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The big story these days is Donald Trump’s firing of FBI head James Comey. But the conservative Washington Examiner notes that a new poll shows that Trump’s approval rating was already diving before the event. Considering Trump’s reactive nature, the poll, itself, may have been one impetus for the firing.

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Trump has had historically low favorability ratings, but a near record low preceded the Comey firing.

The new Quinnipiac survey falls well within the lower range at minus-22 points — but what’s more important is that it’s ticked downward six points from the university polling outfit’s survey three weeks earlier. The new survey, nearly all of which was conducted before FBI director James Comey’s firing, shows Trump’s approval dropping into the mid-30s, although not quite as low as it was in early April (35 percent).

At 36 percent approve and 58 percent disapprove, Trump’s net approval is tied for its worst yet in Quinnipiac’s reckoning since his inauguration. And because the five-day poll ended yesterday, the Comey situation hasn’t really filtered into the numbers yet one way or the other.

The new Quinnipiac survey falls well within the lower range at minus-22 points — but what’s more important is that it’s ticked downward six points from the university polling outfit’s survey three weeks earlier. The new survey, nearly all of which was conducted before FBI director James Comey’s firing, shows Trump’s approval dropping into the mid-30s, although not quite as low as it was in early April (35 percent).

At 36 percent approve and 58 percent disapprove, Trump’s net approval is tied for its worst yet in Quinnipiac’s reckoning since his inauguration. And because the five-day poll ended yesterday, the Comey situation hasn’t really filtered into the numbers yet one way or the other.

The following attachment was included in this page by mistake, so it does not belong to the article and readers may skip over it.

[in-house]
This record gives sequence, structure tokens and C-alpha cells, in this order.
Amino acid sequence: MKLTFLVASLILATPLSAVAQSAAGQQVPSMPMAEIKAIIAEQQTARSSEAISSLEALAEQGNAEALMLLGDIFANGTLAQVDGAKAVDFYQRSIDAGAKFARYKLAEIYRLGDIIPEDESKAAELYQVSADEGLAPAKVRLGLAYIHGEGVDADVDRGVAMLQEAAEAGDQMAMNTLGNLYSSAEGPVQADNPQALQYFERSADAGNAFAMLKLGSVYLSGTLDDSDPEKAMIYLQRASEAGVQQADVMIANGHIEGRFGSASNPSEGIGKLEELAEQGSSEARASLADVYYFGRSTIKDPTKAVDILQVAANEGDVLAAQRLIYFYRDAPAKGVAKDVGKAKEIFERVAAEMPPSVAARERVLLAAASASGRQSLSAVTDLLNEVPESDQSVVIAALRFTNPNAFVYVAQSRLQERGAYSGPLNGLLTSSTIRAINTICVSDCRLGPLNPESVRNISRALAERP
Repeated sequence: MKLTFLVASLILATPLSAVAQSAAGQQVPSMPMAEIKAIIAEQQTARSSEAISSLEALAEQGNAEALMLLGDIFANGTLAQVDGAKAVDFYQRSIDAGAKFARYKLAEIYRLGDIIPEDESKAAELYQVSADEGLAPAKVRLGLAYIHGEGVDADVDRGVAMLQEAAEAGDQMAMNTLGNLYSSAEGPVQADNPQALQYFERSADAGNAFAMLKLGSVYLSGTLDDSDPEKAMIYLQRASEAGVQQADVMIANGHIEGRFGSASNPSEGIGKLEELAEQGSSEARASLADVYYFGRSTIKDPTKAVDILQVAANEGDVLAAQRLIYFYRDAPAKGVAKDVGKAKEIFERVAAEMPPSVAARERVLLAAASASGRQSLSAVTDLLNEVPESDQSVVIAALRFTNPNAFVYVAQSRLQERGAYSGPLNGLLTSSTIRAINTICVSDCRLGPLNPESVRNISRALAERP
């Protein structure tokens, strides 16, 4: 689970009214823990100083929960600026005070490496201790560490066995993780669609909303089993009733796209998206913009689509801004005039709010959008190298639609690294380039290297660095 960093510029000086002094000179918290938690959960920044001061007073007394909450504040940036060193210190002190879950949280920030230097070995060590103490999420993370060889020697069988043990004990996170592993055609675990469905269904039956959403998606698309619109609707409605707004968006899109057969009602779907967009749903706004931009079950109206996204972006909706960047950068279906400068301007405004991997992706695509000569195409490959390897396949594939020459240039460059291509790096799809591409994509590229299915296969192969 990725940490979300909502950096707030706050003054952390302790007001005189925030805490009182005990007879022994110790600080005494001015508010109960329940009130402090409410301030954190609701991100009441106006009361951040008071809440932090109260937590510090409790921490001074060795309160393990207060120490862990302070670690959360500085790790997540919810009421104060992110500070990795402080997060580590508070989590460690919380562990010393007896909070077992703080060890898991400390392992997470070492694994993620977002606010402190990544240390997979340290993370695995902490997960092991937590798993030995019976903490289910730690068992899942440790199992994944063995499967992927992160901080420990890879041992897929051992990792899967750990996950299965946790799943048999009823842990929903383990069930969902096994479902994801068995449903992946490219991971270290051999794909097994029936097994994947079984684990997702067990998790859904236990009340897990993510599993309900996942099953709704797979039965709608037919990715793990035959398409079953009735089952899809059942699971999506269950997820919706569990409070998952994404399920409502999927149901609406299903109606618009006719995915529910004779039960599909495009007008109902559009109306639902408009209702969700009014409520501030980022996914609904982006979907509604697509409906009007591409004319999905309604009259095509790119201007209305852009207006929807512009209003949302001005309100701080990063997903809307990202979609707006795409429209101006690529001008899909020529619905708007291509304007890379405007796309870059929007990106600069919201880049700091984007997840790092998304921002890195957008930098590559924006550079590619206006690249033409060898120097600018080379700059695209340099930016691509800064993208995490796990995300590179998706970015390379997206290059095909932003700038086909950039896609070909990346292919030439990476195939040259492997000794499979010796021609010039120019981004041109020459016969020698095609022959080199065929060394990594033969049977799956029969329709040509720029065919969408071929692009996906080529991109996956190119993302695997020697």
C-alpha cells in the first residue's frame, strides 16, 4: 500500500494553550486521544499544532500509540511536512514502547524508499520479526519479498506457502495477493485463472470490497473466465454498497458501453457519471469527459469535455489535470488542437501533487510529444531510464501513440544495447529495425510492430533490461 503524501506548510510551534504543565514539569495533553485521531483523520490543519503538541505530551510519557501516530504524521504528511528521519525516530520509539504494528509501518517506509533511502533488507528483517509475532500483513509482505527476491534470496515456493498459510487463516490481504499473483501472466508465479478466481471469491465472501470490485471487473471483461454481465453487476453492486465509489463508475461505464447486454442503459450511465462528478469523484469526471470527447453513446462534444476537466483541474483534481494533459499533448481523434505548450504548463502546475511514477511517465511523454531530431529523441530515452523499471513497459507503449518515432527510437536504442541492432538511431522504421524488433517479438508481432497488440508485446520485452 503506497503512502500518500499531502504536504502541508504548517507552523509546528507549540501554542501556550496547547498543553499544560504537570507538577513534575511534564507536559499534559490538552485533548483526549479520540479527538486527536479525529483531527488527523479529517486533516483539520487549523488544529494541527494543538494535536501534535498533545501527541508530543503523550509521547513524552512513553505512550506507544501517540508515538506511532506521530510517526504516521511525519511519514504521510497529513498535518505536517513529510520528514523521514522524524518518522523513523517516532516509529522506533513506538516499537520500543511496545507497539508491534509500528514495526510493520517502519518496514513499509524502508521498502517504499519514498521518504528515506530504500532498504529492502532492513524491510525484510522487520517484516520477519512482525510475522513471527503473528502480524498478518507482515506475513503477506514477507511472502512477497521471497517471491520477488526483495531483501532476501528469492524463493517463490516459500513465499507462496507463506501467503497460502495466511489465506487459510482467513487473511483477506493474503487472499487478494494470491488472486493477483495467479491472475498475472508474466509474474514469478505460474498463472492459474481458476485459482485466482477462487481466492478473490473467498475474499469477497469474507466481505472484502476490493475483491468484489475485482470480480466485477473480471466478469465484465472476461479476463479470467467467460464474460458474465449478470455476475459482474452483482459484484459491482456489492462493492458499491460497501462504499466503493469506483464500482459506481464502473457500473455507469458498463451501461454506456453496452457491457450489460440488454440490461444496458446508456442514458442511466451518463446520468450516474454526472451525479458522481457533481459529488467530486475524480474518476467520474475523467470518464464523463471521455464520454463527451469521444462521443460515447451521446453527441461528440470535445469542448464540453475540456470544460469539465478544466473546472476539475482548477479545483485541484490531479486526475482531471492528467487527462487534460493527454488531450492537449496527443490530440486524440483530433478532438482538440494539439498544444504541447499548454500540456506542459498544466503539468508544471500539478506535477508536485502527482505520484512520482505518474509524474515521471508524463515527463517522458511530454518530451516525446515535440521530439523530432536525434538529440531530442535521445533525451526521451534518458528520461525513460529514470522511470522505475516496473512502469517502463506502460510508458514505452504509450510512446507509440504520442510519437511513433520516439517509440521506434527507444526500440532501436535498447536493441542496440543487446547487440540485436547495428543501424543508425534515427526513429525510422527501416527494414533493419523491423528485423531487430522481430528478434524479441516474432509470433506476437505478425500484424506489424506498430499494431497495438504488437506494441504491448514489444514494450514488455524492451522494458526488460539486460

However, the Examiner went on to say that Trump’s unpopularity may not have an impact on the 2018 election.

We just saw other Republican candidates outperform his numbers in many of the places where he’s least popular — the House GOP actually won the national popular vote for Congress by 1.4 million, whereas Trump lost the popular vote for president by about 2.9 million.

The most striking thing about the poll was that it asked for one-word descriptions of Trump.

One of the more amusing results in this poll comes in the form of the one-word reaction question: “What is the first word that comes to mind when you think of Donald Trump?” This month’s most popular responses, by number of people who uttered them out of the 1,078 voters surveyed nationwide:

idiot: 39
incompetent: 31
liar: 30
leader: 25
unqualified: 25
president: 22
strong: 21
businessman: 18
ignorant: 16
egotistical: 15
asshole: 13
stupid: 13
arrogant: 12
trying: 12
bully: 11
business: 11
narcissist: 11
successful: 11
disgusting: 10
great: 10

The entire poll results are here.

The president is losing support among independent voters and groups which are important parts of his base. Approval ratings are:

Negative 29 – 63 percent among independent voters, down from a negative 38 – 56 percent April 19;
A split among white voters with no college degree, as 47 percent approve and 46 percent disapprove, compared to a 57 – 38 percent approval April 19;
White men go from a 53 – 41 percent approval April 19 to a split today with 48 percent approving and 46 percent disapproving.

American voters’ opinions of several of Trump’s personal qualities are down:

61 – 33 percent that he is not honest, compared to 58 – 37 percent April 19;
56 – 41 percent that he does not have good leadership skills, little change;
59 – 38 percent that he does not care about average Americans, compared to 57 – 42 percent April 19;
66 – 29 percent that he is not level-headed, compared to 63 – 33 percent last month;
62 – 35 percent that he is a strong person, little change;
56 – 41 percent that he is intelligent, compared to 58 – 38 percent;
64 – 32 percent that he does not share their values, compared to 61 – 35 percent.

“There is no way to spin or sugarcoat these sagging numbers,” said Tim Malloy, assistant director of the Quinnipiac University Poll.

“The erosion of white men, white voters without college degrees and independent voters, the declaration by voters that President Donald Trump’s first 100 days were mainly a failure and deepening concerns about Trump’s honesty, intelligence and level headedness are red flags that the administration simply can’t brush away,” Malloy added.

Trump Approval Rating Polls

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Goethe Behr is a Contributing Editor and Moderator at Election Central. He started out posting during the 2008 election, became more active during 2012, and very active in 2016. He has been a political junkie since the 1950s and enjoys adding a historical perspective.

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